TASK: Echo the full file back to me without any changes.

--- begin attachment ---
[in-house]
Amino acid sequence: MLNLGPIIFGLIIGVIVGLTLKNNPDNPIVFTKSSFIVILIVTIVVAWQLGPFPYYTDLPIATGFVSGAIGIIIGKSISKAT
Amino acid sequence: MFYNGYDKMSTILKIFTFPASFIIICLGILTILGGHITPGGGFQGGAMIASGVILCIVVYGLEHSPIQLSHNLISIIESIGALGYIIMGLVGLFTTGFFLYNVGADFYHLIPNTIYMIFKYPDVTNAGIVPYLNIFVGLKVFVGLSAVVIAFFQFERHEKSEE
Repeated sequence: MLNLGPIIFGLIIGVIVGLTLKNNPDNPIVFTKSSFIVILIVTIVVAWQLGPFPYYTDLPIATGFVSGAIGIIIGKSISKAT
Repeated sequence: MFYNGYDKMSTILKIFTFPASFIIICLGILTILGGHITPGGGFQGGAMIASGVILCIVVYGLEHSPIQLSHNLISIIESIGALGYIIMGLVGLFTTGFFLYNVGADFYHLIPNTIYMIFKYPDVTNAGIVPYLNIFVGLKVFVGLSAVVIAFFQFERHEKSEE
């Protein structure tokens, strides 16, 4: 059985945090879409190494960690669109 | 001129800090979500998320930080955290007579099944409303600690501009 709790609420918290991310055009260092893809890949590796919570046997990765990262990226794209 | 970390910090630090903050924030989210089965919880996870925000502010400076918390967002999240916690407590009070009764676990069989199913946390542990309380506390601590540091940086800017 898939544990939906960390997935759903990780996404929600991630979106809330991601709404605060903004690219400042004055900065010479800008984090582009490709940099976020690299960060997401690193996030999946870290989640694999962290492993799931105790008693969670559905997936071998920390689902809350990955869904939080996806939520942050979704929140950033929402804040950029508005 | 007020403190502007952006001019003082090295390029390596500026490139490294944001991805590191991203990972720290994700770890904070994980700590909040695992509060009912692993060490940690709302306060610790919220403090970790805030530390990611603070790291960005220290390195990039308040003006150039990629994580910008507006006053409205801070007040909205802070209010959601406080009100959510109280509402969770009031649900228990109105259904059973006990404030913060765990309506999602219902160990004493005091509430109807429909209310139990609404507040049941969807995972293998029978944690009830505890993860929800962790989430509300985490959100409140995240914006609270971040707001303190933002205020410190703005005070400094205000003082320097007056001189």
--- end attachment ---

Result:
[in-house]
Amino acid sequence: MLNLGPIIFGLIIGVIVGLTLKNNPDNPIVFTKSSFIVILIVTIVVAWQLGPFPYYTDLPIATGFVSGAIGIIIGKSISKAT
Amino acid sequence: MFYNGYDKMSTILKIFTFPASFIIICLGILTILGGHITPGGGFQGGAMIASGVILCIVVYGLEHSPIQLSHNLISIIESIGALGYIIMGLVGLFTTGFFLYNVGADFYHLIPNTIYMIFKYPDVTNAGIVPYLNIFVGLKVFVGLSAVVIAFFQFERHEKSEE
Repeated sequence: MLNLGPIIFGLIIGVIVGLTLKNNPDNPIVFTKSSFIVILIVTIVVAWQLGPFPYYTDLPIATGFVSGAIGIIIGKSISKAT
Repeated sequence: MFYNGYDKMSTILKIFTFPASFIIICLGILTILGGHITPGGGFQGGAMIASGVILCIVVYGLEHSPIQLSHNLISIIESIGALGYIIMGLVGLFTTGFFLYNVGADFYHLIPNTIYMIFKYPDVTNAGIVPYLNIFVGLKVFVGLSAVVIAFFQFERHEKSEE
């Protein structure tokens, strides 16, 4: 059985945090879409190494960690669109 | 001129800090979500998320930080955290007579099944409303600690501009 709790609420918290991310055009260092893809890949590796919570046997990765990262990226794209 | 970390910090630090903050924030989210089965919880996870925000502010400076918390967002999240916690407590009070009764676990069989199913946390542990309380506390601590540091940086800017 898939544990939906960390997935759903990780996404929600991630979106809330991601709404605060903004690219400042004055900065010479800008984090582009490709940099976020690299960060997401690193996030999946870290989640694999962290492993799931105790008693969670559905997936071998920390689902809350990955869904939080996806939520942050979704929140950033929402804040950029508005 | 007020403190502007952006001019003082090295390029390596500026490139490294944001991805590191991203990972720290994700770890904070994980700590909040695992509060009912692993060490940690709302306060610790919220403090970790805030530390990611603070790291960005220290390195990039308040003006150039990629994580910008507006006053409205801070007040909205802070209010959601406080009100959510109280509402969770009031649900228990109105259904059973006990404030913060765990309506999602219902160990004493005091509430109807429909209310139990609404507040049941969807995972293998029978944690009830505890993860929800962790989430509300985490959100409140995240914006609270971040707001303190933002205020410190703005005070400094205000003082320097007056001189």